11 December 2013 | 22 Comments
“The purpose of a pitch isn’t necessarily to move others immediately to adopt your idea.” –Daniel Pink, To Sell Is Human
A Kickstarter project is a pitch. You are pitching your creation to the world to see if the world decides to embrace it. Every element of your project is part of that pitch–the video, the project page text and images, the reward levels, the funding goal, the stretch goals, everything.
But what is the purpose of the pitch? At first glance it would be to compel potential backers to pledge their support, right?
I’d like to offer a different perspective, one that not only debunks that assumption, but also calls into question some peoples’ assertion that Kickstarter is a store.
I’ve cited Daniel Pink’s book on several Kickstarter Lessons, and I’m back again with another insight from him. This particular insight comes from the board rooms of Hollywood where hundreds of agents and screenwriters pitch their films to movie executives every day.
Two researches, Kimberly Elsbach and Roderick Kramer, spent five years observing the pitch process in Hollywood. Day after day they watched people walk into rooms with their dreams on their sleeves, and many walked away with nothing. Sound familiar?
However, over time as the data accumulated, a clear pattern emerged from the successful pitches: The screenwriters and agents who got the execs to say yes were those who invited the executives to be collaborators:
“The more the executives–often derided by their supposedly more artistic counterparts as “suits”–were able to contribute, the better the idea often became, and the more likely it was to be green-lighted.”
Let’s think about that for a second in the context of Kickstarter. This study is suggesting that the more you’re able to make your potential backers feel like collaborators, the more likely they are to back your project.
Of course, that doesn’t mean you show up on Kickstarter with nothing to show. Rather, your project should be designed, tested, and close to production. I think I’ve listed several different percentages over the course of writing Kickstarter Lessons, but let’s say it should be somewhere around 90-95% complete (it’s fine if the art isn’t complete, as long as it’s in the works and you have some money shots on the project page). That wiggle room of 5-10% and how you use it is integral to the success of your project.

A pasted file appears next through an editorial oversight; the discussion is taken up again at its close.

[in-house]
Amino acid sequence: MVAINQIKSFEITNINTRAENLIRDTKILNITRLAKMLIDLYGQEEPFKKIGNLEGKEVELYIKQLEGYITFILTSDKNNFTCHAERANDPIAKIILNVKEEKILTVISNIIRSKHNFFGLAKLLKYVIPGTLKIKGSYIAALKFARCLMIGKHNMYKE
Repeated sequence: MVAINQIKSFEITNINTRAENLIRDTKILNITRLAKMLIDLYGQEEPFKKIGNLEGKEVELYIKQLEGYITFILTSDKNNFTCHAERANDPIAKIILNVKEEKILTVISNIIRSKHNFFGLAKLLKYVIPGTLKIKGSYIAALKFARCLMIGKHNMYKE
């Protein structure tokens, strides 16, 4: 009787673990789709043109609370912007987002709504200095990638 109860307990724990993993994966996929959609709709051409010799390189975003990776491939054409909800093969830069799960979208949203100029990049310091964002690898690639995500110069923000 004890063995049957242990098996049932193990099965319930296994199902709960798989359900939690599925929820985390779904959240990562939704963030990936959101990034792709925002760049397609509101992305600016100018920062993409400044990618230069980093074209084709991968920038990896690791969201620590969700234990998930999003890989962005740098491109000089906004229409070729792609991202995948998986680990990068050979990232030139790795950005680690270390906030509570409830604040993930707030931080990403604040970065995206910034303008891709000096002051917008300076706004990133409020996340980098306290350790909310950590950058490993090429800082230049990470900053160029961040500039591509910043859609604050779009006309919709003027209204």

Let’s look at a project that took a different approach to their pitch than Pink is suggesting: Amerigo.
Amerigo is a game designed by superstar Stefan Feld and published by Queen Games. These are two huge names in the gaming business. They came to Kickstarter with a 100% completed product–no room for backer feedback. They treated Kickstarter like a store and took pre-orders for their game. This isn’t a commentary on that decision; rather, we’re just using it as an example.
Amerigo asked for $20,000 and raised $61,193 from 752 backers. By no means is this a failure. Any of us would be happy to do that on Kickstarter.
But if you compare it to mega-successful gaming projects (most with far worse pedigrees than Feld and Queen), it honestly pales in comparison to them. This was a direct result of the fact that it didn’t even attempt to engage potential backers. Can you imagine how big Amerigo could have been if Queen had engaged backers even just a little bit?
Look at some of the big game projects and how their project creators engage backers. They’re active in the comments, gathering thoughts, opinions, and feedback. They have PnP files available so backers can test the games during the project and proofread the rules. They post polls and surveys to name elements of the product. They have reward levels that subtly incorporate people into the product.
Just like those Hollywood pitches, it’s those projects that truly grow to epic proportions. And they’re the better for it–all of that feedback results in a better product. In those cases, Kickstarter isn’t a store at all. It’s a platform for conversation, collaboration, and mutual creation.
I’ll end by completing the quote at the beginning of this lesson. If you want to significantly increase the chances that your project will fund or overfund, this is the goal of your pitch:
“The purpose of a pitch isn’t necessarily to move others immediately to adopt your idea. The purpose is to offer something so compelling that it begins a conversation, brings the other person in as a participant, and eventually arrives at an outcome that appeals to both of you.”
Can you think of a Kickstarter project where you walked in as a wary potential backer and walked away feeling like not just a backer, but a collaborator?